These and other building blocks of rationality are essential both for reaching truer beliefs, and for getting what you value; they don’t fall cleanly into either an “epistemic” or an “instrumental” category. Which is why, when I consider what pieces of rationality CFAR should be developing, I’ve been thinking less in terms of “How can we be more epistemically rational?” or “How can we be more instrumentally rational?” and instead using queries like, “How can we be more metacognitive?”
2. We think more in terms of a modular mind.
The human mind isn’t one coordinated, unified agent, but rather a collection of different processes that often aren’t working in sync, or even aware of what each other is up to. Less Wrong certainly knows this; see, for example, discussions of anticipations versus professions, aliefs, and metawanting. But in general we gloss over that fact, because it’s so much simpler and more natural to talk about “what I believe” or “what I want,” even if technically there is no single “I” doing the believing or wanting. And for many purposes that kind of approximation is fine.
But a rationality-for-humans usually can’t rely on that shorthand. Any attempt to change what “I” believe, or optimize for what “I” want, forces a confrontation of the fact that there are multiple, contradictory things that could reasonably be called “beliefs,” or “wants,” coexisting in the same mind. So a large part of applied rationality turns out to be about noticing those contradictions and trying to achieve coherence, in some fashion, before you can even begin to update on evidence or plan an action.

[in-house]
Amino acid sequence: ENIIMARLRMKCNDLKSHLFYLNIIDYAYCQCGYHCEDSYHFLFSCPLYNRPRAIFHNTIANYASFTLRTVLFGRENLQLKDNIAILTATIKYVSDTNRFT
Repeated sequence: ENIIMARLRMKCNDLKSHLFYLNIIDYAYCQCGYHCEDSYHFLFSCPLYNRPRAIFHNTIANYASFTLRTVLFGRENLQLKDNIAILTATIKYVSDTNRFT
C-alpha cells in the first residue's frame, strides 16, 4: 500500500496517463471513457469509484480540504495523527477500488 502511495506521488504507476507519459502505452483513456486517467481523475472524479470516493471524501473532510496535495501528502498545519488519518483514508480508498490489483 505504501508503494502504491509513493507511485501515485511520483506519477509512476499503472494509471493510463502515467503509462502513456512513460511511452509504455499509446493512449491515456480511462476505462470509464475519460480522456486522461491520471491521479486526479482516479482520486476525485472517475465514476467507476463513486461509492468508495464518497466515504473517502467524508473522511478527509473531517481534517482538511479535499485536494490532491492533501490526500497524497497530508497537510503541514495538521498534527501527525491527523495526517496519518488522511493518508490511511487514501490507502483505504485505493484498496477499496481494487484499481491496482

Many of the techniques we’re developing at CFAR fall roughly into the template of coordinating between your two systems of cognition: implicit-reasoning System 1 and explicit-reasoning System 2. For example, knowing when each system is more likely to be reliable. Or knowing how to get System 2 to convince System 1 of something (“We’re not going to die if we go talk to that stranger”). Or knowing what kinds of questions System 2 should ask of System 1 to find out why it’s uneasy about the conclusion at which System 2 has arrived.
This is all, of course, with the disclaimer that the anthropomorphizing of the systems of cognition, and imagining them talking to each other, is merely a useful metaphor. Even the classification of human cognition into Systems 1 and 2 is probably not strictly true, but it’s true enough to be useful. And other metaphors prove useful as well – for example, some difficulties with what feels like akrasia become more tractable when you model your future selves as different entities, as we do in the current version of our “Delegating to yourself” class.
3. We’re more focused on emotions.
There’s relatively little discussion of emotions on Less Wrong, but they occupy a central place in CFAR’s curriculum and organizational culture.
It used to frustrate me when people would say something that revealed they held a Straw Vulcan-esque belief that “rationalist = emotionless robot”. But now when I encounter that misconception, it just makes me want to smile, because I’m thinking to myself: “If you had any idea how much time we spend at CFAR talking about our feelings…”